From 2010 to 2019, the U.S. population increased by 18.9 million, and Hispanics accounted for more than half of this growth.
The U.S. Hispanic population reached a record 60.6 million in 2019, up 930,000 over the previous year and up from 50.7 million in 2010.
91% of Democrats favor granting legal status to immigrants who came to the U.S. illegally as children; 54% of Republicans say the same.
Around half of Hispanics say they or someone in their household has taken a pay cut or lost a job – or both – because of the COVID-19 outbreak.
Since 2000, the size of the immigrant electorate has nearly doubled. More than 23 million U.S. immigrants will be eligible to vote in the 2020 presidential election.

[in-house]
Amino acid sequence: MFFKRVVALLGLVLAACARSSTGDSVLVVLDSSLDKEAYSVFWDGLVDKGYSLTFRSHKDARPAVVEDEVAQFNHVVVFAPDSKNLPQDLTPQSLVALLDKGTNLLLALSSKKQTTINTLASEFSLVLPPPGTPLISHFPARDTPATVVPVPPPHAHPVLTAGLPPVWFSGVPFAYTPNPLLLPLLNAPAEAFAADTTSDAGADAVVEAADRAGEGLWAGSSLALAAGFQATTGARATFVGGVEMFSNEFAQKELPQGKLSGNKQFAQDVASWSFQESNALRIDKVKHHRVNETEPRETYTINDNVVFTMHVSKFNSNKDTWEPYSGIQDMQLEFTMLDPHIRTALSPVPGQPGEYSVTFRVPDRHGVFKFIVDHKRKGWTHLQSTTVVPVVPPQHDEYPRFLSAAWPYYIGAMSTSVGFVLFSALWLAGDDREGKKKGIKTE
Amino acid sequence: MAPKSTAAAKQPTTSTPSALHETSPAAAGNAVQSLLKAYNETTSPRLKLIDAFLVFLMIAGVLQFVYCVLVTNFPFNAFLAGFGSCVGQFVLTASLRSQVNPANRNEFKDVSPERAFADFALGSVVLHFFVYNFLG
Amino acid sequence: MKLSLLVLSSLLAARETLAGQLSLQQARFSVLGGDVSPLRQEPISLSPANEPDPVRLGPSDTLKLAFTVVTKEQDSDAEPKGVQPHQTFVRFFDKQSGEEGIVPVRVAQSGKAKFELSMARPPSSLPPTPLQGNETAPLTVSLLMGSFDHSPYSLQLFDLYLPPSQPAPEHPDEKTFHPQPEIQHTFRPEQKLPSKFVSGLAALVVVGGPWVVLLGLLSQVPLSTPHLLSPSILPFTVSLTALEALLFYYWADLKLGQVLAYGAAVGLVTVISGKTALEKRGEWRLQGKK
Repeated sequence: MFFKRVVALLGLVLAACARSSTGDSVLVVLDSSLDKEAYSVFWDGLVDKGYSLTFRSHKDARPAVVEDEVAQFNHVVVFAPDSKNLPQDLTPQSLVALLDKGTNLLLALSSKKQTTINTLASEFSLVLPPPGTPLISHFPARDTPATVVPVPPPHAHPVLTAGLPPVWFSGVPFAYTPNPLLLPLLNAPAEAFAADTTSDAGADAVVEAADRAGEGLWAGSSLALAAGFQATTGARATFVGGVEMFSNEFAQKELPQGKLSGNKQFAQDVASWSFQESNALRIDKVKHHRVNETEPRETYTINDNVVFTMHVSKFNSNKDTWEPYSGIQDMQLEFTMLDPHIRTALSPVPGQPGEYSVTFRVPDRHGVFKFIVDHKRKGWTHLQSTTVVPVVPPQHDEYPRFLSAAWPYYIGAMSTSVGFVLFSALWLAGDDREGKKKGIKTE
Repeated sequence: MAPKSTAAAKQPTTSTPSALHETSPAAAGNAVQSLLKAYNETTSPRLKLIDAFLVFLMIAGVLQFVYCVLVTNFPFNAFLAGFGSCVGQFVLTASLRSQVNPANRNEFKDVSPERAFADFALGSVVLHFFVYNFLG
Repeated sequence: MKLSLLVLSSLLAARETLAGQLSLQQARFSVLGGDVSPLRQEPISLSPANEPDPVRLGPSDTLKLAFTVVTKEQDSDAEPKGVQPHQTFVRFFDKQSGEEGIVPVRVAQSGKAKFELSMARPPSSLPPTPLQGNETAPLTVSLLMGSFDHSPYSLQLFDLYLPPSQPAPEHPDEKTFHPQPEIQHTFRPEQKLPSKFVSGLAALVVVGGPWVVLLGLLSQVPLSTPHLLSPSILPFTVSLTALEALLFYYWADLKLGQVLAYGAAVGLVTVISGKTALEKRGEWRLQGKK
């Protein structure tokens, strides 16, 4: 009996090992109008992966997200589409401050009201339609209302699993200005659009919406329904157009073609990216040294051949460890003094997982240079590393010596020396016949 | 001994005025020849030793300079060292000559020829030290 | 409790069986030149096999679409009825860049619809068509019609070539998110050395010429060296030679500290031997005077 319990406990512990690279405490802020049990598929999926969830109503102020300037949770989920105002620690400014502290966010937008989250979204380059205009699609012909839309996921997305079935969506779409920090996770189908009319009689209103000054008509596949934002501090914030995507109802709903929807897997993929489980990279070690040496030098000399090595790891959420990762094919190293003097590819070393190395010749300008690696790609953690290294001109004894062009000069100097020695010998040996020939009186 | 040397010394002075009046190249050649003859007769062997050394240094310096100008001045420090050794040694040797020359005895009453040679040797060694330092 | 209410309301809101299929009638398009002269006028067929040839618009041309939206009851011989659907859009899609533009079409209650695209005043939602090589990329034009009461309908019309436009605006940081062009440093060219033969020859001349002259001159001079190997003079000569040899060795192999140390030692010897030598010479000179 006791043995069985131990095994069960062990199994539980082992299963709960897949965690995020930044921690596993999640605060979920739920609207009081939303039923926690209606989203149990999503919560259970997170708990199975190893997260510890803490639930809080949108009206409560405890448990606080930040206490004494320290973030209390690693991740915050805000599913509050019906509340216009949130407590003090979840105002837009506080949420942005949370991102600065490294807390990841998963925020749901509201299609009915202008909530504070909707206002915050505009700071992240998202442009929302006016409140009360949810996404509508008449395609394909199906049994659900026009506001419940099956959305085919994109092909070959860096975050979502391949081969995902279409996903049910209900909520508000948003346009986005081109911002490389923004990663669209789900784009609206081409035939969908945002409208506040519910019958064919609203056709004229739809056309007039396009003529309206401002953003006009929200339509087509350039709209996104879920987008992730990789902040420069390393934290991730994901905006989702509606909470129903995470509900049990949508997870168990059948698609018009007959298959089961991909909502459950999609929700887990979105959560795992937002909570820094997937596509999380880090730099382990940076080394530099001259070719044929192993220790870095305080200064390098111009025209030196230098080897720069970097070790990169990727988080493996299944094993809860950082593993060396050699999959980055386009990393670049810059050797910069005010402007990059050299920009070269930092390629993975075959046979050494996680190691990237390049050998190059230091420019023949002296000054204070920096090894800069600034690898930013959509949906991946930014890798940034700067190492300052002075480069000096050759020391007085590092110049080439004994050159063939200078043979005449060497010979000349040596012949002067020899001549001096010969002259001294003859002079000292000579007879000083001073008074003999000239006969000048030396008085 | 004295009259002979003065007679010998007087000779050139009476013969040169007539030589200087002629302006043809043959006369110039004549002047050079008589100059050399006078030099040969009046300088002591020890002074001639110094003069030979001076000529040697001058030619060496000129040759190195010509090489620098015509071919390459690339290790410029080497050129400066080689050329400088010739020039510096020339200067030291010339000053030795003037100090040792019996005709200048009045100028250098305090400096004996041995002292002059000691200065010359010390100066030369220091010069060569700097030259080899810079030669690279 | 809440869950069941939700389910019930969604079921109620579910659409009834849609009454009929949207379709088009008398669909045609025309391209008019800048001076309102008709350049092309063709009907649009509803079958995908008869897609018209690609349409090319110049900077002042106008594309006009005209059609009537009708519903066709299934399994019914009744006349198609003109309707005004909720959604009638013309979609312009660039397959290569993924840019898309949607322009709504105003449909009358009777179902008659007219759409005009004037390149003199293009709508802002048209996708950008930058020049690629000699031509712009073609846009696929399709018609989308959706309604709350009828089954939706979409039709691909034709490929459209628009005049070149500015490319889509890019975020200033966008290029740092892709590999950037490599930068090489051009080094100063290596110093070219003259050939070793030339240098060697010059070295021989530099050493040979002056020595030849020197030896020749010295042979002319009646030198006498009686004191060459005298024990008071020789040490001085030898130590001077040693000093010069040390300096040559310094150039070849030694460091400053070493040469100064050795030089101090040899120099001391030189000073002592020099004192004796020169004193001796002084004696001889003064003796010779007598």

Latinos are expected for the first time to be the nation’s largest racial or ethnicity minority in a U.S. presidential election.
More than 32 million Latinos are eligible to vote nationwide in the 2020 presidential elections. See how the share of Latino voters varies by state and congressional district.
In a growing number of U.S. counties, a majority of residents are Hispanic or black, reflecting the nation's changing demographics.
The U.S. Hispanic population reached 59.9 million in 2018, up from 47.8 in 2008. A record 32 million Latinos are projected to be eligible to vote in 2020.
The U.S. Hispanic population is diverse. These nearly 60 million individuals trace their heritage to Spanish-speaking countries in Latin America and to Spain, each with distinct demographic and economic profiles. But as migration patterns from Latin America change, the origins of U.S. Hispanics are beginning to shift.